Cosmic Engineering

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Photo by Maxwell Hamilton

To be honest my former self would have thought that an ‘inspiring engineer’ was an oxymoron. It would seem that the universe has intervened on the behalf of the engineering profession to set me straight.

You could call it a feat of ‘cosmic engineering’. Whether sitting on a bus winding around rural Taiwan or random seating on a flight to London where the entertainment system went down, or through being connected by friends who simply say “I think you will enjoy meeting this person” I have been introduced to a species previously unknown to me.

The type of engineers I have had the pleasure of meeting are ‘disaster engineers’.  I am tempted to say “The ones that put the hardware back together again” but no.  The species I am referring to are a very special breed.      They get the ‘hardware’ and the ‘software’ and they demonstrate a passion and genuine desire for social outcomes that blows me away [and I am a humanitarian…..].

What is so surprising is not the differences (albeit the occasional but fair comment “Elizabeth, you really don’t know anything about physics do you?”) but what we share.

Today I was fortunate to meet the General Manager of SCIRT (The Stronger Christchurch Infrastructure Rebuild Team) Duncan Gibb and his team. As an aside I must say it is rather amusing that a bunch of engineers call themselves SCIRT (pro-nounced SKIRT)!

SCIRT is an alliance designed to bring five highly competitive construction companies and engineering designers from many different companies together with two central government agencies and the Christchurch City Council.  This alliance is a response to a highly complex and colossal challenge –the rebuilding of the City’s horizontal infrastructure[1]. It is a system through which they all succeed or fail together.

It makes me think of an ‘infrastructure flash mob’ – a coordinated ‘dance’ that pops up all over the city to perform vital repairs/rebuilds for the people of Christchurch. The strong sense of ‘noble purpose’ generated by the Earthquakes is central to the choreography of this dance and there is an ongoing commitment to keeping that alive.  Duncan describes it as “ego’s out the door – this is all about the people of Christchurch and an opportunity to show what our industry can do!”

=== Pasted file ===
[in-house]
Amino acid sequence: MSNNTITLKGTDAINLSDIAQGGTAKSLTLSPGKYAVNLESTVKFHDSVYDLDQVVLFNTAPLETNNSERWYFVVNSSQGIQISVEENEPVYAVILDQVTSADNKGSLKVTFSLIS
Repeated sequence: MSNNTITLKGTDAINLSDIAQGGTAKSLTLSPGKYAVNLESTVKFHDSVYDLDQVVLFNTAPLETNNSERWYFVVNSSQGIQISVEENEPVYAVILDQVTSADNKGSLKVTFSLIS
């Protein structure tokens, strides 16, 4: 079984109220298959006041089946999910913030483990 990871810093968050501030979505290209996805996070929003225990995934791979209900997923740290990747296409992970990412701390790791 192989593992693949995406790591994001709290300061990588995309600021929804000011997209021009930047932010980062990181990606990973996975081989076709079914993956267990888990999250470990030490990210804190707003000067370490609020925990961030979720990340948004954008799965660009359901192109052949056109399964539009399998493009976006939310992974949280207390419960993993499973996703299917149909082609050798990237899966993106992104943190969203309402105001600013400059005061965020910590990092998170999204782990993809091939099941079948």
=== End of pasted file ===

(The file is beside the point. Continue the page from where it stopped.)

Alongside this sense of purpose are the mind-set/values and behaviour of the organisation that inspire people to work together. These are fostered in many ways throughout the organisation.

SCIRT mindsets and values

  • best for communities
  • open to new ways and perspectives
  • collectively we are stronger
  • generous with trust
  • Zero Harm
  • developing our people

SCIRT behaviours

  • listening actively
  • having honest conversations
  • working together
  • having the courage to speak up
  • leading by example and walking the talk
  • striving for excellence

I comment on the fabulous dress that one of leadership team is wearing [It is my ‘decade of the dress’ so I am always on the lookout for contenders].  She says she has chosen it for the opening of the SCIRT sponsored buskers festival which is an opportunity for Cantabrians to “quake with laughter”. She also leads a forty strong community engagement team. It strikes me that these engineers have their heads well above and below ground.

As Duncan, Rod, Sandra and I head off for lunch we pass a group of SCIRT employees. Duncan says, “nice shirt” to a chap wearing a rather funky number. “I try my best for SCIRT Duncan” he replies with a twinkle in his eye, although said in jest I get the sense he means it.

I woke up early this morning with yesterday’s conversations on my mind. I opened my hotel door to retrieve the newspaper. The front page news is the opening of the SCIRT Buskers Festival. The photo of Duncan juggling reminded me of a leadership story that the Red Cross head of the Haiti recovery operation told me about post-disaster leadership.

He said:

  • a leader needs to be able to juggle many balls
  • a competent leader needs to be able to juggle the balls and move forward at the same time
  • a good leader has the wisdom to know that post-disaster it is not possible to juggle all the balls at the same time and move forward so will drop some of them
  • a great leader remembers where she dropped the balls and when the time is right will go back and pick them up.
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‘Duncan Gibb a literal and metaphorical juggler’
Photo: The Press

The achievements of this alliance have not gone unnoticed and SCIRT has recently been awarded the Brunel Medal awarded by the Institution of Civil Engineers (ICE – United Kingdom) to recognise excellence in engineering. The institution noted:

“This project highlights the scale of the task and the number of people involved, showing outstanding teamwork and collaboration. This was a natural disaster of great magnitude and shows the dedication to a project of immense scale. It has placed civil engineering in the forefront of people’s minds.”

We need to learn from the SCIRT model. Imagine if we could design ‘industry based flash mobs’ that come together to address our world’s most complex problems –that deliver & dance together rather than stall & fight?

David Lallemant [also of the engineering ilk] has posed some very helpful questions on ‘learning lessons’ post-disaster on the collaborative blog resilient urbanism.

I encourage you to check it out as we need to consider David’s questions if we are to truly learn how to ‘do and be better’.


[1] The horizontal infrastructure rebuild involves the wastewater, fresh water and storm water networks, as well as retaining walls, road repairs and bridges

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